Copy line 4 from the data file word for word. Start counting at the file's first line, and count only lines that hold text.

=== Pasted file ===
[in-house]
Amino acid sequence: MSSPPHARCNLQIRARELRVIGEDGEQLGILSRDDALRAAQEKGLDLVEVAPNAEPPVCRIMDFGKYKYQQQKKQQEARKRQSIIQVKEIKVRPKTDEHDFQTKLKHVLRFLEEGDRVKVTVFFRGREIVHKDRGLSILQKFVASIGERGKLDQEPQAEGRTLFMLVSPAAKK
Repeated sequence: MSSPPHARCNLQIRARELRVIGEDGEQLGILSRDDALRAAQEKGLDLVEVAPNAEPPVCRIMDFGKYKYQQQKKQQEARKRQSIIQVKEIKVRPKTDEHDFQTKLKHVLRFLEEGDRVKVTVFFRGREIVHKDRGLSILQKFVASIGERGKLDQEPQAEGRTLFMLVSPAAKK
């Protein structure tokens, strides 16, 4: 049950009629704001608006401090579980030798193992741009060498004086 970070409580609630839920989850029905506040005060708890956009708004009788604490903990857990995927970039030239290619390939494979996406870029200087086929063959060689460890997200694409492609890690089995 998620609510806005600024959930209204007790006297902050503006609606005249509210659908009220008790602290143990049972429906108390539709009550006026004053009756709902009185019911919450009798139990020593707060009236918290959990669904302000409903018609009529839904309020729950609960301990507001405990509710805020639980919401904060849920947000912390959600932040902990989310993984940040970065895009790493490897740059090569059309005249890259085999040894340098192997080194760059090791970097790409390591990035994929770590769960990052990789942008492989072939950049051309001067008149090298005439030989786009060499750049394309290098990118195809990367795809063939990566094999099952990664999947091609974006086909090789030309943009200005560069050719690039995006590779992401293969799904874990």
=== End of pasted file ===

């Protein structure tokens, strides 16, 4: 049950009629704001608006401090579980030798193992741009060498004086 970070409580609630839920989850029905506040005060708890956009708004009788604490903990857990995927970039030239290619390939494979996406870029200087086929063959060689460890997200694409492609890690089995 998620609510806005600024959930209204007790006297902050503006609606005249509210659908009220008790602290143990049972429906108390539709009550006026004053009756709902009185019911919450009798139990020593707060009236918290959990669904302000409903018609009529839904309020729950609960301990507001405990509710805020639980919401904060849920947000912390959600932040902990989310993984940040970065895009790493490897740059090569059309005249890259085999040894340098192997080194760059090791970097790409390591990035994929770590769960990052990789942008492989072939950049051309001067008149090298005439030989786009060499750049394309290098990118195809990367795809063939990566094999099952990664999947091609974006086909090789030309943009200005560069050719690039995006590779992401293969799904874990």